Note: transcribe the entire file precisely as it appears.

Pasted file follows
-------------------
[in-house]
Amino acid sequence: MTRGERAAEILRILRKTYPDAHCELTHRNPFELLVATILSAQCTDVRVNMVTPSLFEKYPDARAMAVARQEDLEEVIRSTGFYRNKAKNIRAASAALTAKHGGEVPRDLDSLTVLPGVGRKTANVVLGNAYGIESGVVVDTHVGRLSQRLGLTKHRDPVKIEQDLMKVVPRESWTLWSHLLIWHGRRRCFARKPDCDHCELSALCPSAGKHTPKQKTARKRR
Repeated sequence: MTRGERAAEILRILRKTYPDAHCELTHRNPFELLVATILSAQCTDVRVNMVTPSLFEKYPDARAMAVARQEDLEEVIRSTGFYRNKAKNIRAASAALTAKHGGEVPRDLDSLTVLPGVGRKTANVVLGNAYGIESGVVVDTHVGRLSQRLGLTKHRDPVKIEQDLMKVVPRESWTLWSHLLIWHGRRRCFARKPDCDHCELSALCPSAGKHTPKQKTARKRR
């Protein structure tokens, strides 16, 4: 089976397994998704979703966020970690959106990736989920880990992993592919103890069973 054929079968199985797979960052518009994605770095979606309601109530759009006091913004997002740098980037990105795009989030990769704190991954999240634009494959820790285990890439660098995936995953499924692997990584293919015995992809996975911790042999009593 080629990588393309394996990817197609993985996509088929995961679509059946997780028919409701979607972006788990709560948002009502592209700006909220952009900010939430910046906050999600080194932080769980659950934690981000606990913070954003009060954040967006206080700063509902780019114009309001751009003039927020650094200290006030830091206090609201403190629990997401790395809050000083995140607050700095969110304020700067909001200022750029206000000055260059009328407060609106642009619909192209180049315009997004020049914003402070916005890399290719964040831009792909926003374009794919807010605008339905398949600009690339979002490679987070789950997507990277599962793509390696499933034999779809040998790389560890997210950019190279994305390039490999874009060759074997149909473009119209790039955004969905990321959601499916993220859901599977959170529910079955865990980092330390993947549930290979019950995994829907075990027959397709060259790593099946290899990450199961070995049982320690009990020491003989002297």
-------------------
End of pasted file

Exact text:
[in-house]
Amino acid sequence: MTRGERAAEILRILRKTYPDAHCELTHRNPFELLVATILSAQCTDVRVNMVTPSLFEKYPDARAMAVARQEDLEEVIRSTGFYRNKAKNIRAASAALTAKHGGEVPRDLDSLTVLPGVGRKTANVVLGNAYGIESGVVVDTHVGRLSQRLGLTKHRDPVKIEQDLMKVVPRESWTLWSHLLIWHGRRRCFARKPDCDHCELSALCPSAGKHTPKQKTARKRR
Repeated sequence: MTRGERAAEILRILRKTYPDAHCELTHRNPFELLVATILSAQCTDVRVNMVTPSLFEKYPDARAMAVARQEDLEEVIRSTGFYRNKAKNIRAASAALTAKHGGEVPRDLDSLTVLPGVGRKTANVVLGNAYGIESGVVVDTHVGRLSQRLGLTKHRDPVKIEQDLMKVVPRESWTLWSHLLIWHGRRRCFARKPDCDHCELSALCPSAGKHTPKQKTARKRR
């Protein structure tokens, strides 16, 4: 089976397994998704979703966020970690959106990736989920880990992993592919103890069973 054929079968199985797979960052518009994605770095979606309601109530759009006091913004997002740098980037990105795009989030990769704190991954999240634009494959820790285990890439660098995936995953499924692997990584293919015995992809996975911790042999009593 080629990588393309394996990817197609993985996509088929995961679509059946997780028919409701979607972006788990709560948002009502592209700006909220952009900010939430910046906050999600080194932080769980659950934690981000606990913070954003009060954040967006206080700063509902780019114009309001751009003039927020650094200290006030830091206090609201403190629990997401790395809050000083995140607050700095969110304020700067909001200022750029206000000055260059009328407060609106642009619909192209180049315009997004020049914003402070916005890399290719964040831009792909926003374009794919807010605008339905398949600009690339979002490679987070789950997507990277599962793509390696499933034999779809040998790389560890997210950019190279994305390039490999874009060759074997149909473009119209790039955004969905990321959601499916993220859901599977959170529910079955865990980092330390993947549930290979019950995994829907075990027959397709060259790593099946290899990450199961070995049982320690009990020491003989002297």